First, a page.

Israeli authorities had previously been allowed to seize only those digital assets used to directly finance terrorist activity, but not additional funds in the same wallets.
Since the court ruling, Israel has seized $33,500 from digital wallets that last year funneled cryptocurrency to Hamas, Gantz’s office said. Authorities in Dec. 2021 confiscated some $750,000 in cryptocurrency from those wallets.
Israel has blacklisted more than 150 digital wallets, and last week’s decision means that their funds can now be confiscated.
In February, Gantz signed a seizure order for tens of thousands of shekels in cryptocurrency from 12 digital accounts for violating terror-financing laws. At the time it was already the third seizure of cryptocurrency in 2022.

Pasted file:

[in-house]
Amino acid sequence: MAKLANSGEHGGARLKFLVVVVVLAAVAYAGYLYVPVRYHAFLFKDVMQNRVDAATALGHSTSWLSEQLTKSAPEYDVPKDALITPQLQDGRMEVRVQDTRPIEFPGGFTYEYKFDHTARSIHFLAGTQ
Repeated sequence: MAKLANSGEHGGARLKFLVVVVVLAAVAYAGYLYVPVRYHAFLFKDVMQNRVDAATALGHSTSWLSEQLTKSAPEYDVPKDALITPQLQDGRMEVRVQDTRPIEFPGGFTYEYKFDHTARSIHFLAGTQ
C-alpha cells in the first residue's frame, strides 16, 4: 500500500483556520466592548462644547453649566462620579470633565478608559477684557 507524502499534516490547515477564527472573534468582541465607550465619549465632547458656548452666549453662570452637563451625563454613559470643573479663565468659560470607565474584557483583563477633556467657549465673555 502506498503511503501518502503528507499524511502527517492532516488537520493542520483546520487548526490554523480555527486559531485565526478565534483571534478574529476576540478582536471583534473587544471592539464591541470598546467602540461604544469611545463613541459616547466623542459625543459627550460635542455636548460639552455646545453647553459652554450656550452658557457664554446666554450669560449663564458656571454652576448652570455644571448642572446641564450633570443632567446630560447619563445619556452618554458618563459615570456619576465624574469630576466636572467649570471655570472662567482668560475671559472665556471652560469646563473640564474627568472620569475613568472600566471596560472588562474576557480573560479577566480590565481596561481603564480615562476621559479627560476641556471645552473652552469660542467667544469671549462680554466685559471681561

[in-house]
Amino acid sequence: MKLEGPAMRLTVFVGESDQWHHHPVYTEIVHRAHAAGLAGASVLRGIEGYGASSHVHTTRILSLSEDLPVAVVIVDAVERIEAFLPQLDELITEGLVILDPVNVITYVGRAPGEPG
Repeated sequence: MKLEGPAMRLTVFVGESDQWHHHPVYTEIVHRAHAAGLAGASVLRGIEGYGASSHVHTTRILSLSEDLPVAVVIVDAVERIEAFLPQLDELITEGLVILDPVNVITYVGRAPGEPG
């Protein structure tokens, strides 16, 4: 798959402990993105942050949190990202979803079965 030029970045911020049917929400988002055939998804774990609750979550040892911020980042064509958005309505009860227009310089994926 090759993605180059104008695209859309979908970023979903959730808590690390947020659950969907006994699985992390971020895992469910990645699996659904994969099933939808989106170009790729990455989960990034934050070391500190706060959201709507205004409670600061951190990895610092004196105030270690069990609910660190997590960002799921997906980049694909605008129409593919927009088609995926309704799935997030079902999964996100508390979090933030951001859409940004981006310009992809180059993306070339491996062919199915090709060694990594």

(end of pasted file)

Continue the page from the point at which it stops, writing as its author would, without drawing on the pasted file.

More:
Some 30 of the digital wallets seized belonged to businesses that assisted the Al Mutahadun currency exchange company, owned by the Shamlach family of Gaza. Al Mutahadun is one of two companies designated in 2021 as terrorist organizations on the recommendation of the Israel Defense Ministry’s National Bureau for Counter Terror Financing (NBCTF) for their role in funneling funds to Hamas.
In 2019, Israeli financial news site Globes reported that Hamas had started raising funds by accepting Bitcoin donations through the U.S. crypto exchange Coinbase.